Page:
The early years saw the Everyman develop what was to become its own distinctive style in plays such as the musical documentary The Mersey Funnel, written to commemorate the opening of the neighbouring Roman Catholic Cathedral, which  included interviews with local people. The late 1960s also saw a flowering of poetry readings, art exhibitions, and late night film theatre, as well as the opening of the Bistro by Dave Scott and Paddy Byrne, firmly entrenching the Everyman on Liverpool’s cultural map. In the basement of the old ‘Hope Hall’,  with little more than a domestic cooker and a trestle table or two Scott and Byrne turned out food that had never been seen in Liverpool  before at that time: fresh food made with prime ingredients at low prices. The Bistro continues to be highly recommended in every major guide for food and drink.

You can see this photo of the legendary Everyman company in the foyer.  It shows the cast from the production of  The Taming of the Shrew in 1974 and features, from left to right: Kevin Lloyd, Del Henney, David Peart, Nick Le Provost, Stephanie Fayerman, Kate Fahy, Michael Radcliffe, Julie Walters, Matthew Kelly,Nicholas Woodeson, Bill Nighy, Roger Phillips,  Nick Stringer.

BBC Radio Merseyside presenter Roger Phillips who appears in the photograph told the Daily Post: “The one person missing off the photo is Jonathan Pryce, because he was directing the show and it was really a cast photograph rather than one of the company. When I saw him recently he was a bit upset that he’s not on it – it was his company, after all.”  Pryce’s future wife, Kate Fahy, whom he met at the theatre, is featured, as is a young Julie Walters, who played Bianca in the production as her first role with the Everyman. Phillips added: “Almost everyone on the photograph is doing very well but people may not know their names because they haven’t been on television or in films. They are all actors making a good living.”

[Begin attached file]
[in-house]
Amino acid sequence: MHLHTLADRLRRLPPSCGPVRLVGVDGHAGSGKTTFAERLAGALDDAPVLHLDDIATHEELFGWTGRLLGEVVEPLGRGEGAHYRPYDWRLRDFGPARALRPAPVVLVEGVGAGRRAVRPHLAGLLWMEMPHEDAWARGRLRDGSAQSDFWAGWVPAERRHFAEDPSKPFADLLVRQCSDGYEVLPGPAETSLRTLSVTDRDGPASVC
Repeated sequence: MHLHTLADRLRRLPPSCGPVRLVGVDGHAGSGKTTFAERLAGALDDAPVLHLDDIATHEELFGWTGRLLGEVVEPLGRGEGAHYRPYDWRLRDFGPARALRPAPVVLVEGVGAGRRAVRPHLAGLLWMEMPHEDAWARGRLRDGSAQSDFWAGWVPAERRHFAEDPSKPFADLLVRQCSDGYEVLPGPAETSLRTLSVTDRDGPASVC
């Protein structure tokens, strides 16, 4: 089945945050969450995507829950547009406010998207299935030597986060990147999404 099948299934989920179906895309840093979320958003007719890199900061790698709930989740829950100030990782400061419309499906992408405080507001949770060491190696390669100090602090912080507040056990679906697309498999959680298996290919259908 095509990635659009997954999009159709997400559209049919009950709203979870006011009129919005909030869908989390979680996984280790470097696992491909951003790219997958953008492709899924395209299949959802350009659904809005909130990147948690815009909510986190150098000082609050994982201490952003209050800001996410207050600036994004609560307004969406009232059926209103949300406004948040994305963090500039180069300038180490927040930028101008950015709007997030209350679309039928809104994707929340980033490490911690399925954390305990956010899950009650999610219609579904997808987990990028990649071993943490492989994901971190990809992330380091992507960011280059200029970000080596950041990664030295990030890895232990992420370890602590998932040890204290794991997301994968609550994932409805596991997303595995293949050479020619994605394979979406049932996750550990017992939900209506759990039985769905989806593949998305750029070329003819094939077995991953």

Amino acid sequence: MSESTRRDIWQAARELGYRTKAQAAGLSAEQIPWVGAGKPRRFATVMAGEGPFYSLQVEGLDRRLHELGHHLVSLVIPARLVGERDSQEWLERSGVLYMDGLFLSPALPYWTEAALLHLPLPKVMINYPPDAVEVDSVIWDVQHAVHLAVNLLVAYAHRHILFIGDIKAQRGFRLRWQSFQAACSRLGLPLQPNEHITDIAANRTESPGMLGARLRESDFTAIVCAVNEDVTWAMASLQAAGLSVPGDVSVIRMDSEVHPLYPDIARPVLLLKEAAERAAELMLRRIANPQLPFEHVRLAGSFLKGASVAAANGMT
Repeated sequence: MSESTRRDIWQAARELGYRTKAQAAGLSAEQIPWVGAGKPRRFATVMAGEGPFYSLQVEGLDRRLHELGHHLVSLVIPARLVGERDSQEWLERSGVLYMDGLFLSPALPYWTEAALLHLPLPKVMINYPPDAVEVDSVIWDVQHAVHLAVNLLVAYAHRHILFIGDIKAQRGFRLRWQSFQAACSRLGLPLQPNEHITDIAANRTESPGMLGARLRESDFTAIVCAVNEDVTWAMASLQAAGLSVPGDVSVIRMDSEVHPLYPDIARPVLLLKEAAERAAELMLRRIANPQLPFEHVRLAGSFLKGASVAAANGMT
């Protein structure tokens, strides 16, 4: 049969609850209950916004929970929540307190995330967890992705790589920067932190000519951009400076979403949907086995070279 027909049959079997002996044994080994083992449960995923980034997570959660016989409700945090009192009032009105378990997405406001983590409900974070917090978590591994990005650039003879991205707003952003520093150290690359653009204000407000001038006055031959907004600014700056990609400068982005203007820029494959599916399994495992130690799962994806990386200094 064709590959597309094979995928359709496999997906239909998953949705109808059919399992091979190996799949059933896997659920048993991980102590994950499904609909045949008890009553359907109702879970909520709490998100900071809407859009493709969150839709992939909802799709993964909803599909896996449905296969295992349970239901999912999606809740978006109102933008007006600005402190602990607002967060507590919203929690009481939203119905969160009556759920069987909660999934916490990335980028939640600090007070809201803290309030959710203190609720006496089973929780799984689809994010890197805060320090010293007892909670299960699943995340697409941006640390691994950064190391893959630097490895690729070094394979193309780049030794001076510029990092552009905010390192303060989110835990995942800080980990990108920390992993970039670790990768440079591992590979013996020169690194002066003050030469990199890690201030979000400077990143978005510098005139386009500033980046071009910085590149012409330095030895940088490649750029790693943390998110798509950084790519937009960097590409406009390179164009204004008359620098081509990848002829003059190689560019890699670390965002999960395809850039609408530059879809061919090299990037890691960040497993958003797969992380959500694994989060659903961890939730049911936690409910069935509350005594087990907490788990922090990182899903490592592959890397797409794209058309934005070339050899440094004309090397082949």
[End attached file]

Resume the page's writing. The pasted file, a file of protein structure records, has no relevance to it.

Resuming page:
During the 1970s the Everyman enjoyed a celebrated period with Willy Russell writing a number of plays for the theatre, including Shirley Valentine and the Beatles-inspired musical John, Paul, George and… Bert.  Actors who started their careers with the Everyman included Jonathan Pryce, Bill Nighy, Pete Postlethwaite and Julie Walters.

The 1970-1971 season at the Everyman saw start of a trend, with emphasis given to social plays – productions that dealt with the history, social issues, and life of Liverpool.  Stephen Fagan’s The Braddocks’ Time was a history and mythology of former Liverpool Council leader and MP for Liverpool Exchange Bessie Braddock, set in a boxing ring and – in part – to music. Under Artistic Director Alan Dossor, productions such as Welfare and Unruly Elements continued this trend, which was to reach an apex in the following season with John McGrath’s urban social musical, Soft or a Girl.